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Why I Closed My Facebook Group (And 4 Questions to Consider if You’re Thinking About Doing the Same)

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I’ve gotten a lot of questions recently about why I closed my Facebook Group. First – let’s talk about the reasons I wanted to keep it:

  1. I love helping people with their marketing. That’s why I started this business – because just working for a big business or two didn’t fill my cup the way helping individual business owners does.
  2. With my small group, I could give one-on-one attention – for free. Plus, I was always learning more about what my members needed.
  3. All my friends were doing it. Yes, I know that’s not a good reason to have a Facebook group. But I was seeing my friends with their groups – having fun, running Lives, sharing offers, engaging… and I wanted that. It didn’t matter that their businesses were different or that their personalities were different. Good old FOMO raised its ugly head.

But in the end, this is about why I closed the group. I started reading about the Community Canvas – which really got me thinking about what the purpose of the group was. Other than me helping people – there wasn’t one. I wasn’t pulling together people who were working to help each other. The only thing that many of them had in common was a desire to learn more about marketing.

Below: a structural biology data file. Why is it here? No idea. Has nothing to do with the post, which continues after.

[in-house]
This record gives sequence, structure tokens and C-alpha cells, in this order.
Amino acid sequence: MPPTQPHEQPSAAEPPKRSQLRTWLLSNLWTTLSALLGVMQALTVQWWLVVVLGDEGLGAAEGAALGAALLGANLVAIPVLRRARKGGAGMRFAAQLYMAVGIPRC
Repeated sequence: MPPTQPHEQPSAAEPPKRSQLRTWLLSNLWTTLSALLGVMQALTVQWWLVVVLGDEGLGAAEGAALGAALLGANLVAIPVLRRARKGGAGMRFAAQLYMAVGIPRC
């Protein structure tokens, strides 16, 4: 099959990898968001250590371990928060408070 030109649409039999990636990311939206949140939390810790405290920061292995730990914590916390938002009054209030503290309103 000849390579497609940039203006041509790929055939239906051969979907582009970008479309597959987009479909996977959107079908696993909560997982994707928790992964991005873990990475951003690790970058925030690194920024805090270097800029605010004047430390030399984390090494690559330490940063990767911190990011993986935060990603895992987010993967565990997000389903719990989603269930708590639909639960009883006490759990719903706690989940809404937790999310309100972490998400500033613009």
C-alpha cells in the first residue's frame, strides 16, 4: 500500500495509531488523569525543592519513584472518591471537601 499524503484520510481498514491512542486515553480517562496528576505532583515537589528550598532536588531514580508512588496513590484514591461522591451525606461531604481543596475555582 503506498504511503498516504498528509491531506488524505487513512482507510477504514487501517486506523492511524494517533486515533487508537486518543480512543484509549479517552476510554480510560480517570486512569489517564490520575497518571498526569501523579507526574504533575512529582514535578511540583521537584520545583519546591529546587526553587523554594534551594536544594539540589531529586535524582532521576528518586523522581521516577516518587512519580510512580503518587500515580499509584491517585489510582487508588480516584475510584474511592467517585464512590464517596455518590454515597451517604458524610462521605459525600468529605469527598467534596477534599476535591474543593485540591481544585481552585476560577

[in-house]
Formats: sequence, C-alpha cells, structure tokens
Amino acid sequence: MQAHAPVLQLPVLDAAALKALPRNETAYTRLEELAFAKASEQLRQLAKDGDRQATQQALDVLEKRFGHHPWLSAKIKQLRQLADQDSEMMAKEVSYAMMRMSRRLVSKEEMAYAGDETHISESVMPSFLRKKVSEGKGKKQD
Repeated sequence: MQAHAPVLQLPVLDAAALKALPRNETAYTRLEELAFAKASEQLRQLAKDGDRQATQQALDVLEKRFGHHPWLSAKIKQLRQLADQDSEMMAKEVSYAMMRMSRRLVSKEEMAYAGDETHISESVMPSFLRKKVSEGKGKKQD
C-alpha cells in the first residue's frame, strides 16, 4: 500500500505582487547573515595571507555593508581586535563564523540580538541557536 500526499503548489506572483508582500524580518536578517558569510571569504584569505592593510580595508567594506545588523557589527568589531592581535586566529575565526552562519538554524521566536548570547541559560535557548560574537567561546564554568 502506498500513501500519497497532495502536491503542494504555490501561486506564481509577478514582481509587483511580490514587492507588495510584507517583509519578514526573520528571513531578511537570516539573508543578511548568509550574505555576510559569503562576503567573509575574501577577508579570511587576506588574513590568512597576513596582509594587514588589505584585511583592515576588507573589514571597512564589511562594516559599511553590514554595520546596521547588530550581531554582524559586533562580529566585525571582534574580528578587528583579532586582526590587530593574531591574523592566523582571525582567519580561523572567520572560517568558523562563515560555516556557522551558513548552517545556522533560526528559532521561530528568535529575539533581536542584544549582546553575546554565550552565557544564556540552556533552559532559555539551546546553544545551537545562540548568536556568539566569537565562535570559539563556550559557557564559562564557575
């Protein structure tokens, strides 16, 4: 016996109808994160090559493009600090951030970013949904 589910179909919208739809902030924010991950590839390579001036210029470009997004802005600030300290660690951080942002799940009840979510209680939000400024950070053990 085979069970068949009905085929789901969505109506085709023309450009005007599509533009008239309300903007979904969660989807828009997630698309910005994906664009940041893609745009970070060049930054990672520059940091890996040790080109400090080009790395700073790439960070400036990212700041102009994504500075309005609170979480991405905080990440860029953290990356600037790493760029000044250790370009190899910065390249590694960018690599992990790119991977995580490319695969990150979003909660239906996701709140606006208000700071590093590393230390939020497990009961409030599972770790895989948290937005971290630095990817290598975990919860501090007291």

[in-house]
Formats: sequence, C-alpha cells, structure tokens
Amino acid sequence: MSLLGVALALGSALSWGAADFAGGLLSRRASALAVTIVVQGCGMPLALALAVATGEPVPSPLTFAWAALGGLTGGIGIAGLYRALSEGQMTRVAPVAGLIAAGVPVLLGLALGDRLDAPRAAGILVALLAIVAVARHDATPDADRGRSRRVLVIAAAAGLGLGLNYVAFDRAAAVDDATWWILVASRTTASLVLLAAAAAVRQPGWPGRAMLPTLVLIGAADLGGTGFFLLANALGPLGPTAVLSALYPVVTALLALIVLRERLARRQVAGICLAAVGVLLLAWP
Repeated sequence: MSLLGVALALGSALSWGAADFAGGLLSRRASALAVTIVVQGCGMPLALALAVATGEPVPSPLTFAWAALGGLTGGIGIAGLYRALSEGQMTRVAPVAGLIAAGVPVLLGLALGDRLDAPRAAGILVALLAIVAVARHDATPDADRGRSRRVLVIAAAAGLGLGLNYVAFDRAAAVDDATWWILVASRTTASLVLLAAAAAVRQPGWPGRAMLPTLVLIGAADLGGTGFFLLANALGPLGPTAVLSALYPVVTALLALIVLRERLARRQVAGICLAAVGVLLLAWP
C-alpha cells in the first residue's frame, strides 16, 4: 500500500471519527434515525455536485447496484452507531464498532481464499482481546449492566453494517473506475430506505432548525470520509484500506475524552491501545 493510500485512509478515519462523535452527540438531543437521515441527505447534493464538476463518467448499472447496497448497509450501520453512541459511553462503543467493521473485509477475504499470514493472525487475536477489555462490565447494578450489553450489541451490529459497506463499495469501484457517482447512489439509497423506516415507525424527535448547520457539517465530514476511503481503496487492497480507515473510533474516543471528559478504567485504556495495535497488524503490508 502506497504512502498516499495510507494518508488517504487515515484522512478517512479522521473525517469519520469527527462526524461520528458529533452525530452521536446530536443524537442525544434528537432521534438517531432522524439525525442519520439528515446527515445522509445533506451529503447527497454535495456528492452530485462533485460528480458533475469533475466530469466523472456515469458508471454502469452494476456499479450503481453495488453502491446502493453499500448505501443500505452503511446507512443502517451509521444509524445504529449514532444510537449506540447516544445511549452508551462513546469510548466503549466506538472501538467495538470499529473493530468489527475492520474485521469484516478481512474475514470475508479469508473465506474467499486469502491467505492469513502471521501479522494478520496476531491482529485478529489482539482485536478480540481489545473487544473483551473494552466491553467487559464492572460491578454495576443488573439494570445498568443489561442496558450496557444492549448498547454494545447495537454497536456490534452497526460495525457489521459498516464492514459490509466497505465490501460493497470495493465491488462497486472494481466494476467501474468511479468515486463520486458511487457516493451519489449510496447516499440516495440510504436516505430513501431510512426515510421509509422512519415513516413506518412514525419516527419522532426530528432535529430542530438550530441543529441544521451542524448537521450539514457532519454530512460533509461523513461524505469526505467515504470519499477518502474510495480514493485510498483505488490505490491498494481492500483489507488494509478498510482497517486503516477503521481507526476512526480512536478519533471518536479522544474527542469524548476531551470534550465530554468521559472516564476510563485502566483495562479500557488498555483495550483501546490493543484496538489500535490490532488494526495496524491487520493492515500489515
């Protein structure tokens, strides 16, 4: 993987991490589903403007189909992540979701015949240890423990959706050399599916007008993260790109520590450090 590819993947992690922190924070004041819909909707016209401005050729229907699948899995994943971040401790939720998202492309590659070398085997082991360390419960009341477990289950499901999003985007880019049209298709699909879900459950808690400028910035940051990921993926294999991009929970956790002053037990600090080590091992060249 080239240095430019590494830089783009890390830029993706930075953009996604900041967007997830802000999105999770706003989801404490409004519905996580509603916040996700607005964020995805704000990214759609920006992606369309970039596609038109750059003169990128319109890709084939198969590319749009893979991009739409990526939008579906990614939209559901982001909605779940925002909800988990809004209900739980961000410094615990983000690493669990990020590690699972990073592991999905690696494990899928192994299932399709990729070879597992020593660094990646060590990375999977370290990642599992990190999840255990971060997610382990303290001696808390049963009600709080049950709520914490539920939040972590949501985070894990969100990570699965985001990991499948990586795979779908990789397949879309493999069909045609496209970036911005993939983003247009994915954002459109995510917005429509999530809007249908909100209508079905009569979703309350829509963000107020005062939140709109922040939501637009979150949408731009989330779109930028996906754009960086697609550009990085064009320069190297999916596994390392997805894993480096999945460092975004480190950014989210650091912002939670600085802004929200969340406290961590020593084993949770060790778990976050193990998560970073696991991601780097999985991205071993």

But that wasn’t enough for me. There are already hundreds of Facebook groups that provide a platform for the leader to sell their products. And there are hundreds that add value for the members. And as much as I enjoy participating in the latter, I didn’t want to add to that noise and distraction.

Plus, by supporting the group, I was splitting my attention. I believe in giving as much value as I can – and by trying to create content for my blog, the podcast, and my own social media platforms. I can reach more people by putting more attention into this podcast and my blog and guest blogging and podcast appearances than I was in the Facebook group.

And the fact is – I didn’t want to be leading a Facebook group like the Millenial Entrepreneur Community with 73,000 members or Boss-Moms with 30,000. I didn’t want to get to the point where I needed to hire help to manage the group, and keep away trolls and maintain the rules. I didn’t want to have to create community rules. It took away from what I wanted to focus on – and that’s helping business owners create products and promotions that connect with their audience. I want to lead the movement for customer-first marketing – not keeping away spammers from a community.

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